GLBT AMERICA electric machines Improving the Efficiency of Single-Phase Induction Motors with Rotor Bars Shape

Improving the Efficiency of Single-Phase Induction Motors with Rotor Bars Shape

Researchers from Greece and France, in their latest article published in the journal Energies, have studied the influence of rotor bar shapes to increase the efficiency of a single-phase induction motor.

Study: Effect of Rotor Bars Shape on the Single-Phase Induction Motors Performance: An Analysis toward Their Efficiency Improvement. Image Credit: yura borson/Shutterstock.com

Importance of Motor Efficiency and the Latest Study

Worldwide, obligatory requirements for the effectiveness of line-operated electrical motors have been established. Compact single-phase induction motors (SPIMs) will not be spared in terms of effectiveness and efficiency, as new restrictions are set to be implemented no later than July 2023. As a result, the efficiency of capacitor-run SPIMs will be required to exceed (now) normal values and meet the standards of the IE3 (i.e., premium) performance class. Less consideration has been given to the influence of rotors bar form on SPIM performance and starting capabilities. This area was covered in this paper by investigating rotor squirrel-cage layouts with eight distinct bar forms.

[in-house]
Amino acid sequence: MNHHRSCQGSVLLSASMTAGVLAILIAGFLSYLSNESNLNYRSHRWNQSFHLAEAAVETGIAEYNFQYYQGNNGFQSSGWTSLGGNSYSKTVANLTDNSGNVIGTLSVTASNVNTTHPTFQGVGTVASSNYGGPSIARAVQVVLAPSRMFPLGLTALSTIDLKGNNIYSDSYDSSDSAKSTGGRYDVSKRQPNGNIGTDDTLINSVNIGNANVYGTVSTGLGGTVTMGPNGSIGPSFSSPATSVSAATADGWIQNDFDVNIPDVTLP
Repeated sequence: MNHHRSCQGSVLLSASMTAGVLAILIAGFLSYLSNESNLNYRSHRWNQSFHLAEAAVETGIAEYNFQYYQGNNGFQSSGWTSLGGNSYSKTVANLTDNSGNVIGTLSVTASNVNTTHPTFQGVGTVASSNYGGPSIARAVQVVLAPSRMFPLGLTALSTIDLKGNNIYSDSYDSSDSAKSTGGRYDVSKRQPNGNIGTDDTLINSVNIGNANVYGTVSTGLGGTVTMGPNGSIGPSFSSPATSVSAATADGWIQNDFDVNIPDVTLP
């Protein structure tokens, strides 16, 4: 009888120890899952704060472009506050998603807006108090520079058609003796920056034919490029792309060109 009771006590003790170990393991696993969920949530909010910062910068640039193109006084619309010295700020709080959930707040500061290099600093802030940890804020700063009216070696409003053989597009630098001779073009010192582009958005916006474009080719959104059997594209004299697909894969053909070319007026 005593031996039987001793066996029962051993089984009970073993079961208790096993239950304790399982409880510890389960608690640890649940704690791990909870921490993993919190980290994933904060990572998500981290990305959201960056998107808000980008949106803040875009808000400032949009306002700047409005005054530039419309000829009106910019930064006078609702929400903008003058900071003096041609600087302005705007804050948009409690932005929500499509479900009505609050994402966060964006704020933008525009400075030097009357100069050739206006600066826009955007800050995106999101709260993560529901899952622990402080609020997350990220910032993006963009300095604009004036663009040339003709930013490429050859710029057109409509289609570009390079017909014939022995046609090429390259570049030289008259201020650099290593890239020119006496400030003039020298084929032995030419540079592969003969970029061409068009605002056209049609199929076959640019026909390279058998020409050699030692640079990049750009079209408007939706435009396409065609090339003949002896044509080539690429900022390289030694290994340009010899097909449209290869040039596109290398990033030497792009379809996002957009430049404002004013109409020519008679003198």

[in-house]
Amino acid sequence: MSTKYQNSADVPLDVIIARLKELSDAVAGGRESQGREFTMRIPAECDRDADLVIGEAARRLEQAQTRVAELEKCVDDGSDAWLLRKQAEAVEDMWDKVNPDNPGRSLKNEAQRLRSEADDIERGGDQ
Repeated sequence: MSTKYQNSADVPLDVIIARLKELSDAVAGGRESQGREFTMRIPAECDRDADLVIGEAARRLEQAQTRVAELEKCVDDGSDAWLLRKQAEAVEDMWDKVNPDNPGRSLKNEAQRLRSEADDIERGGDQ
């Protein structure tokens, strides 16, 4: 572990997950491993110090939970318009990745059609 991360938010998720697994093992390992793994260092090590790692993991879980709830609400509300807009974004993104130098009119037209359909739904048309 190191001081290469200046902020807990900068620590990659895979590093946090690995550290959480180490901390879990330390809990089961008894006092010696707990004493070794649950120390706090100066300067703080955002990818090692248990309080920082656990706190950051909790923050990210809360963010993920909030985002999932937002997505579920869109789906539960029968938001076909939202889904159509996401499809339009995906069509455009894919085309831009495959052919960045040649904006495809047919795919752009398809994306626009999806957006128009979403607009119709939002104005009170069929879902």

International efficiency classes for four-pole IMs at 50 Hz. Image Credit: Chasiotis, I.D et al., Energies

What are Single Phase Induction Motors?

Single-phase induction motors (SPIMs) account for a sizable portion of the worldwide electric machines industry due to their widespread use in a variety of products (e.g., cutting tools, pressurized cleaning technology, rotating belts, latest efficient washing machines, commercial grinders, food storage facilities, food mixers, microwave ovens, conditioning units, thermal circulation pumps, fans, centrifugal pumps, etc.). Their rated output power ranges from a few kilowatts to a few hundred kilowatts, and they are available in a variety of designs depending on the mechanism used to make them self-starting motors.

Configurations of Single-Phase Induction Motors

They are available in five varieties: (a) split-phase, (b) shaded poles, (c) capacitor-start/induction-run, (d) capacitor-start/capacitor-run, and (e) capacitor-run SPIMs. Because the transmitted single-phase current generates only a pulsing electromagnetic field, the beginning mechanism is required.

Comparison of SPIM with Induction Motors

This motor’s construction is quite identical to that of a three-phase squirrel-cage induction motor (IM). The fundamental distinction is in the configuration of the stator’s primary and supplementary windings. These coils are 90 electrical degrees phase-shifted vertically. During both the initiating and operating operations of the motor, a fixed capacitor is linked in series with the secondary coil.

Structure and Rotor Bar Design of SPIM

The stator and rotor core of the SPIM are composed of thin laminae of electrical metals. The squirrel-cage of the rotor is manufactured of a conducting alloy by die casting. Because of its inexpensive cost, aluminum alloy is more commonly used in the fabrication of tiny SPIMs, and it provides for greater freedom in the design of the bar.